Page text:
- Improved relationship with food
- Better sleep
- More energy
Of course, all of these benefits are anecdotal, so there is no scientific evidence that shows Whole30 really does anything, says Ardolino. Plus, how we feel is determined by more than what we eat for dinner.
“Our health is not only based on what we eat. It’s also based on how stressed we are [and] how much sleep we’re getting,” she says.
But Ardolino says there is one positive aspect of the Whole30: its emphasis on whole foods over processed packaged products.
So, Will the Whole 30 Help You Lose Weight?
Before getting into this, it’s important to stress that the Whole30 doesn’t market itself as a weight loss diet. In fact, one of the rules is that you can only weigh yourself the first and last day of the diet. That said, many people do claim to lose weight after following the plan.
“If you really truly improve your health in a sustainable fashion, natural sustainable weight loss does follow,” Hartwig says.
Cutting out processed foods—especially refined sugars—is the tenant of nearly all doctor-approved diets. According to research from the Harvard T.H. Chan School of Public Health published in the New England Journal of Medicine, consuming high-quality foods—vegetables, whole grains, fruits, nuts, and natural yogurt—is good for your waistline, while eating processed, sugar-loaded foods tend to be one of the main factors contributing to weight gain.
But following the Whole30 doesn’t mean you’ll magically shed pounds as you can still still overdo it on caloric foods like avocados, nuts and dried fruit.
Is the Whole30 healthy?
According to Hartwig, one of the best things about Whole30 is that it forces you to cook.
“They’re getting into the kitchen and buying real whole food, and they’re cooking,” she says of Whole30 followers. “That’s the single most important thing that people can do if they want to start eating healthier.”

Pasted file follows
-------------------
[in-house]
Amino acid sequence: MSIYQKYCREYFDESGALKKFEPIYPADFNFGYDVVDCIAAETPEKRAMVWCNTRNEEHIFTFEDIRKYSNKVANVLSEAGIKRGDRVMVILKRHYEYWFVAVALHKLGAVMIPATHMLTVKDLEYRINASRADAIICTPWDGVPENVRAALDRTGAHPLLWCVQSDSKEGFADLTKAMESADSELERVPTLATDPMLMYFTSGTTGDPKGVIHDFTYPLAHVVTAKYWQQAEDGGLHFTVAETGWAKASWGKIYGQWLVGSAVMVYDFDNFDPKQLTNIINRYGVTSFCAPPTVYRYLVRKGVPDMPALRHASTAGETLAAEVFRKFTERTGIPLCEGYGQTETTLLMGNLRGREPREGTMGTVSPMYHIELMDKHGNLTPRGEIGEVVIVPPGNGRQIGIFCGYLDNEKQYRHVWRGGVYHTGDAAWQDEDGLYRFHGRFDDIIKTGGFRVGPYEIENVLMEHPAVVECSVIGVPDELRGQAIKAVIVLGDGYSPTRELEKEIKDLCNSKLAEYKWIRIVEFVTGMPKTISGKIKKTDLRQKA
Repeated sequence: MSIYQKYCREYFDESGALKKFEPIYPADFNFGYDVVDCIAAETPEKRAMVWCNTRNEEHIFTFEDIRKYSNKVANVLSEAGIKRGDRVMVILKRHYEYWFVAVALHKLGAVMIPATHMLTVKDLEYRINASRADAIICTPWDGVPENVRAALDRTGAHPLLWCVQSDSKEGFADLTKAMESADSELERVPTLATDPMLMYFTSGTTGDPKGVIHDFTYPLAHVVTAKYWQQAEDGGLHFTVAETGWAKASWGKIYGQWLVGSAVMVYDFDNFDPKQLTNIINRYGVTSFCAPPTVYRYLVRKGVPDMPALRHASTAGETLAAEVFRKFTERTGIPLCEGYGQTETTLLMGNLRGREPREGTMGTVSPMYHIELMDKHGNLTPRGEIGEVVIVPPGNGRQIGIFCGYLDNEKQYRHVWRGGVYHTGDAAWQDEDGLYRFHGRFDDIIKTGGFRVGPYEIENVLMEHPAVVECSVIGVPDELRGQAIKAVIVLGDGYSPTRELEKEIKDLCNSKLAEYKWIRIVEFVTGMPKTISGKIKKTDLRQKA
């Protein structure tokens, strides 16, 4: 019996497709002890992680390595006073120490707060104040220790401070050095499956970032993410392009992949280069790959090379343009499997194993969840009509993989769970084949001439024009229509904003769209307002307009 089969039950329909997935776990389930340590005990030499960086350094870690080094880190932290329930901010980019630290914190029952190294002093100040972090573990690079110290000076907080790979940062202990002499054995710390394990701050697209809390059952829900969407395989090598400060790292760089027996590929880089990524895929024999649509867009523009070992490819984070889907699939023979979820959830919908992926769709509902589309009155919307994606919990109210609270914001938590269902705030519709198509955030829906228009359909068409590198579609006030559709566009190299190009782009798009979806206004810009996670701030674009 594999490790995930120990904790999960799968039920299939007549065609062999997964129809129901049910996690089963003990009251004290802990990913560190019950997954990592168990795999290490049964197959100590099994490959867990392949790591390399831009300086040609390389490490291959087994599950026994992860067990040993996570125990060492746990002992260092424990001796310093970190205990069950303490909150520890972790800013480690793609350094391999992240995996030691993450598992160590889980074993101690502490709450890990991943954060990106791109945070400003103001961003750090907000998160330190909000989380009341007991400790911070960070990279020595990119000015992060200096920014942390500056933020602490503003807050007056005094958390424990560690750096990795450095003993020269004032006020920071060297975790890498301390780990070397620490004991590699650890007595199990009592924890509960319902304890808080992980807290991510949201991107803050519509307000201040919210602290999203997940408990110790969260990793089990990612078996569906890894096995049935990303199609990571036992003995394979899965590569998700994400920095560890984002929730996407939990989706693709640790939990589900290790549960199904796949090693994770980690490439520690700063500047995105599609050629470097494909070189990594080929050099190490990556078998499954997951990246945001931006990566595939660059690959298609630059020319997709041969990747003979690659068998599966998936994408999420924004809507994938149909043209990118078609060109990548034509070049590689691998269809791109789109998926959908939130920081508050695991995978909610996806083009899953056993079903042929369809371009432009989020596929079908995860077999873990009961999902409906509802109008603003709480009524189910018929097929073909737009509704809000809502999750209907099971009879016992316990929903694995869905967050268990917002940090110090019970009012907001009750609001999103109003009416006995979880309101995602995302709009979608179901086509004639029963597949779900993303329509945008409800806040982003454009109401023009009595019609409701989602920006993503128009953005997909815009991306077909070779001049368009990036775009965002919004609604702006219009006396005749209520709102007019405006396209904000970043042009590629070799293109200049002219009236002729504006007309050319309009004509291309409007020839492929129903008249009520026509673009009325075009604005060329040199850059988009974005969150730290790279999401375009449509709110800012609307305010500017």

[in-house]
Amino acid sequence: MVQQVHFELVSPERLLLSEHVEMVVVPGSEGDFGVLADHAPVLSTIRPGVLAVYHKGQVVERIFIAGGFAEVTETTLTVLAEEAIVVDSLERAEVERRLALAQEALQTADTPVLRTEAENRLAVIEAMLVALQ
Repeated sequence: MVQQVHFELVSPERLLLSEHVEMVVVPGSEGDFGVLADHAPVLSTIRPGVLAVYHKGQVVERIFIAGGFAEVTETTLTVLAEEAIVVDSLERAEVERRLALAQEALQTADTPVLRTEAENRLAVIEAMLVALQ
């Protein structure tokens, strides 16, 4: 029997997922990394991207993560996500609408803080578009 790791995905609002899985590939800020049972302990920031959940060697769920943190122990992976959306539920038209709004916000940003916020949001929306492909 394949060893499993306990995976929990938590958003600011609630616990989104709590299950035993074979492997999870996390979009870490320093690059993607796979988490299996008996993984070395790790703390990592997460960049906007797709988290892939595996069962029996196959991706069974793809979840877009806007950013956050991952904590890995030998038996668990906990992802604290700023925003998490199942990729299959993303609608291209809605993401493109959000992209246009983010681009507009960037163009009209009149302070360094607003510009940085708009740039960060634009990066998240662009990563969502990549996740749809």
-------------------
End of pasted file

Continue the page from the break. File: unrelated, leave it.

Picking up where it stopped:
Hartwig isn’t off base. Studies show that restaurant meals contain way more calories than a person needs in a single meal. Research published in April 2016 showed that the average restaurant dish has about 1,200 calories.
And while Ardolino says Whole30 emphasizes nutritious foods like fruits, vegetables and healthy fats, she doesn’t like that it restricts food groups. Plus, the dietitian believes that thinking of food as good and bad can foster negative feelings in people who have disordered eating habits.
“If somebody then caves and eats one of these foods that are off limits, that feeling of shame and guilt comes in,” she says.
For people trying to lose weight, Ardolino recommends something drastic: avoiding the scale.
“I really believe that in order for somebody to improve their health they have to be able to set the goal of weight loss aside,” she asserts.
Ardolino believes building good habits should always be your primary goal. Start by adding just one more serving of fruits and vegetables into your day. Go for a walk, or increase your gym visits from two to three times a week.
She also advises being mindful about whether or not you’re truly hungry before eating. “Take a second and say, ‘Am I trying to solve an issue by eating this food?’” she says.
By Macaela McKenzie & Melissa Matthews